Tapping into our primal fears of modern technology, which made Cell a number-one best seller, Stephen King sets his sights on the latest high-tech gadget in UR, in which a mysterious e-book reader opens a disturbing window into other worlds.
Reeling from a painful break-up, English instructor and avid book lover Wesley Smith is haunted by his ex-girlfriend's parting shot: "Why can't you just read off the computer like everyone else?" He buys an e-book reader out of spite, but soon finds he can use the device to glimpse realities he had never before imagined, discovering literary riches beyond his wildest dreams...and all-too-human tragedies that surpass his most terrible nightmares.
From vintage cars (Christine and From a Buick 8) to household appliances (Maximum Overdrive) to exercise equipment (Stationary Bike), Stephen King has mesmerized us with tales of apparently ordinary machines that take on lives of their own. UR gives this classic theme an up-to-the-minute spin, resulting in a horror masterpiece for our time and for the ages.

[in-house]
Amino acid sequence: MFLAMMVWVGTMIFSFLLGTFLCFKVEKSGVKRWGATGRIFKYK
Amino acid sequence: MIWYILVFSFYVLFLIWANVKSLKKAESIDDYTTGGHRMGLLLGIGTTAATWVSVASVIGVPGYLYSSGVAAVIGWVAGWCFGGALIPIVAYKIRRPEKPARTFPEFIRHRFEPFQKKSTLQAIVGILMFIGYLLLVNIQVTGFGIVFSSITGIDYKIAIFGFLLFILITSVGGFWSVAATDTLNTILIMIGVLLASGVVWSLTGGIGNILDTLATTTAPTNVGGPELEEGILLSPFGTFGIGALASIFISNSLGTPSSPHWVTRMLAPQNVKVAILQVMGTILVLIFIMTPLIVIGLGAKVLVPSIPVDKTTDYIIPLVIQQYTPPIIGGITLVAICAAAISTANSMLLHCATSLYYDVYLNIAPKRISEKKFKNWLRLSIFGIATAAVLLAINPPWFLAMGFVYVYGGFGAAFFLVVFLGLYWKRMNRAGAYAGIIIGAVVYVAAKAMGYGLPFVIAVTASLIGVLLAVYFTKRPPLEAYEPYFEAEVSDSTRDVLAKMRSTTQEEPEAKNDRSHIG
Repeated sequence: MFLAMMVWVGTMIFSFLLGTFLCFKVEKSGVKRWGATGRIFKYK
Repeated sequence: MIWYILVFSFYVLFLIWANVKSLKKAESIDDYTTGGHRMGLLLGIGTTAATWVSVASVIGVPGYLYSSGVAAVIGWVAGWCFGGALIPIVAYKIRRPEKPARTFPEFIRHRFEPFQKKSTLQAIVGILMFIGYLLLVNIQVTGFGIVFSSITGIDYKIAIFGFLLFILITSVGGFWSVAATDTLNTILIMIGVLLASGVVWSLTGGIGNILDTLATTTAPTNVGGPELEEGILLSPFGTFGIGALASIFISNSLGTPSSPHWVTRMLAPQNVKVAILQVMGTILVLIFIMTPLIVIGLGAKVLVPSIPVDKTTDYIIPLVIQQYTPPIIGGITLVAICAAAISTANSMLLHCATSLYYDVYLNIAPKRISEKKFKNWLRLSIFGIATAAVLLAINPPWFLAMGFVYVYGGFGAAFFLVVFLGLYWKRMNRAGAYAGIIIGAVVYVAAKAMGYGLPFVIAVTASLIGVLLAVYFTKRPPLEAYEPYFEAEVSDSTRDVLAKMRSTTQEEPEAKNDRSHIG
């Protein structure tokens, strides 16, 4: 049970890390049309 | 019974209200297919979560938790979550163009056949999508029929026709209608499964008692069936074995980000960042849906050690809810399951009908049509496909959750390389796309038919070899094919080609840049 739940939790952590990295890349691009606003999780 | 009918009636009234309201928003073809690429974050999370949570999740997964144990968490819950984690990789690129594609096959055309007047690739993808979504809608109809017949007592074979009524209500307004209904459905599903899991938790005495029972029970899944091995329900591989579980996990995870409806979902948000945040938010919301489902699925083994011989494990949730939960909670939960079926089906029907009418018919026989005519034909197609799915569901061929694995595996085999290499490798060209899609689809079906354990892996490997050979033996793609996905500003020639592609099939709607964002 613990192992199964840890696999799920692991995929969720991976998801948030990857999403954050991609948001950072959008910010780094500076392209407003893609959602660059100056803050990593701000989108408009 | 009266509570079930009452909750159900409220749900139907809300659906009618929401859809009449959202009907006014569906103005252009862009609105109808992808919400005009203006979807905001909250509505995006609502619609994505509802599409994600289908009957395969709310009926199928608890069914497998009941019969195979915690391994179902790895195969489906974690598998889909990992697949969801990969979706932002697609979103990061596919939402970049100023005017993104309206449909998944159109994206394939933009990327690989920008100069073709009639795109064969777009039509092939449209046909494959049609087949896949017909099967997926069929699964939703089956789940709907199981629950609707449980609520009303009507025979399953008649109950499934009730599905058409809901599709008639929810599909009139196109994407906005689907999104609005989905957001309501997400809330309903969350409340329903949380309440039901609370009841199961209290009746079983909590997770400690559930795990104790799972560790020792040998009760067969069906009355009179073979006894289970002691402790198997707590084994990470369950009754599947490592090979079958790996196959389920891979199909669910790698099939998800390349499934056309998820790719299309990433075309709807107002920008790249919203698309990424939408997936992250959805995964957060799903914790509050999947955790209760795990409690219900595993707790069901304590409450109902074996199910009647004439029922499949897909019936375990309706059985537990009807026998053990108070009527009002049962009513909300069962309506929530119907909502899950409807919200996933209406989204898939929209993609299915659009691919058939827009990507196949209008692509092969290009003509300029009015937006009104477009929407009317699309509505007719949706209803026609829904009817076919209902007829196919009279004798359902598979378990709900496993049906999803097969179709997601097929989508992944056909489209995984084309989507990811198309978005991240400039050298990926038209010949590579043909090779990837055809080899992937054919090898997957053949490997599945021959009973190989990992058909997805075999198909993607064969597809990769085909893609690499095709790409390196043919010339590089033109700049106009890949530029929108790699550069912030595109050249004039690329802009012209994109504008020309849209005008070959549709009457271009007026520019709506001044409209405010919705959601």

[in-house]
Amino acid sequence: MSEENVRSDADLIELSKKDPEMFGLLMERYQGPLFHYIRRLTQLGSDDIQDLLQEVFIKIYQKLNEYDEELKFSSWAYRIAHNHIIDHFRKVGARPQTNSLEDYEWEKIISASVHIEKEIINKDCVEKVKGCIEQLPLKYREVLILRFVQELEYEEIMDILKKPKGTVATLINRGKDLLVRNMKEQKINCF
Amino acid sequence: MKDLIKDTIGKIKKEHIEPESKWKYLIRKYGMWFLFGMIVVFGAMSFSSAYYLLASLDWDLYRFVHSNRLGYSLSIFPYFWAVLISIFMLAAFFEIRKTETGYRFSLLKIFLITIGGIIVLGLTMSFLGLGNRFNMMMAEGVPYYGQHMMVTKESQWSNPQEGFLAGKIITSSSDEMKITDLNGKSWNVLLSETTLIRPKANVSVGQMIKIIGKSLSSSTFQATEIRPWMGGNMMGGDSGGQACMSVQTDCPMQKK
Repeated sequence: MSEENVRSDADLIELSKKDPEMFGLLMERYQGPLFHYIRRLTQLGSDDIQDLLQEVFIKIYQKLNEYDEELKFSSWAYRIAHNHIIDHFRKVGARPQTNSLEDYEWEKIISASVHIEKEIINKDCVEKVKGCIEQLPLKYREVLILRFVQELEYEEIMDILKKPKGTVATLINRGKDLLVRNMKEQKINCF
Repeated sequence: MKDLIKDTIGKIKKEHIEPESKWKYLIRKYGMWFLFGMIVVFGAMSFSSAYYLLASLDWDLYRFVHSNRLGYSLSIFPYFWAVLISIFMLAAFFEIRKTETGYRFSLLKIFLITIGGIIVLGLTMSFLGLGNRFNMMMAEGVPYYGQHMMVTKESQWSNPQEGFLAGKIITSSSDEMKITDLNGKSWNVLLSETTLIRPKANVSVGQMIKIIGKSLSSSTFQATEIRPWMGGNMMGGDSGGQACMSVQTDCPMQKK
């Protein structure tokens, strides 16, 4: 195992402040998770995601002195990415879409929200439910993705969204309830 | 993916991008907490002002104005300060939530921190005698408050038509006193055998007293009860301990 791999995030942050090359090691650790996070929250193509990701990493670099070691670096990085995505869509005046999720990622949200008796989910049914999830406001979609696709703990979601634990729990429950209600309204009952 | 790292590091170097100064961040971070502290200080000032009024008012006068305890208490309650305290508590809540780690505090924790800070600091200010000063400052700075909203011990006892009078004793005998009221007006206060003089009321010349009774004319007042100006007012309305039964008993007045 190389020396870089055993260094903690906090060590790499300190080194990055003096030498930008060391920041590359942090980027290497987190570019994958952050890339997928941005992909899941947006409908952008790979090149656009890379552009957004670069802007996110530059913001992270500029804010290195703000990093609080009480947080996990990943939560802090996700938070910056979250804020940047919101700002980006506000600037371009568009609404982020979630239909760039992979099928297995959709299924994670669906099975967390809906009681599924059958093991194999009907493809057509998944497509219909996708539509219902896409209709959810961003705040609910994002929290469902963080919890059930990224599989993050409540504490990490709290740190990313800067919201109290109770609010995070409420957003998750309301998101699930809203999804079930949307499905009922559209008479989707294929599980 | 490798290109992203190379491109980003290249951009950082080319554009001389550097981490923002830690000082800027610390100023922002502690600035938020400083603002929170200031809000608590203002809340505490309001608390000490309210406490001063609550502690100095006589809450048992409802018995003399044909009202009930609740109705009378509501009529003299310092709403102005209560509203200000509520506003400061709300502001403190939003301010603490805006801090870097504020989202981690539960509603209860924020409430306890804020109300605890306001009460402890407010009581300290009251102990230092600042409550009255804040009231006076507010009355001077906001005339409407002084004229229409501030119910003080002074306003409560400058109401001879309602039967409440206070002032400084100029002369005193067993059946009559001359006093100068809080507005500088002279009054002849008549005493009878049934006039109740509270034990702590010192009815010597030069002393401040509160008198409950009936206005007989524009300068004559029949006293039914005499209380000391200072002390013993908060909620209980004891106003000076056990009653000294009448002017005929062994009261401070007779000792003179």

©2010 Stephen King (P)2010 Simon & Schuster
"Firm, gripping, and deftly written by a craftsman at the top of his game, this is King at his crisp, clear, page-turning best." (Amazon.com review)
I am brutally honest. Popular, love everything they read, reviewers are scared to go neg. and risk their ranking. It's your money!!!
Elements of the Black Tower series and of Hearts in Atlanta are in this short story. If you have read the series or the book, it will enhance your enjoyment. It is not necessary though and reading this will enhance your reading of the book or series. It does not matter where you start.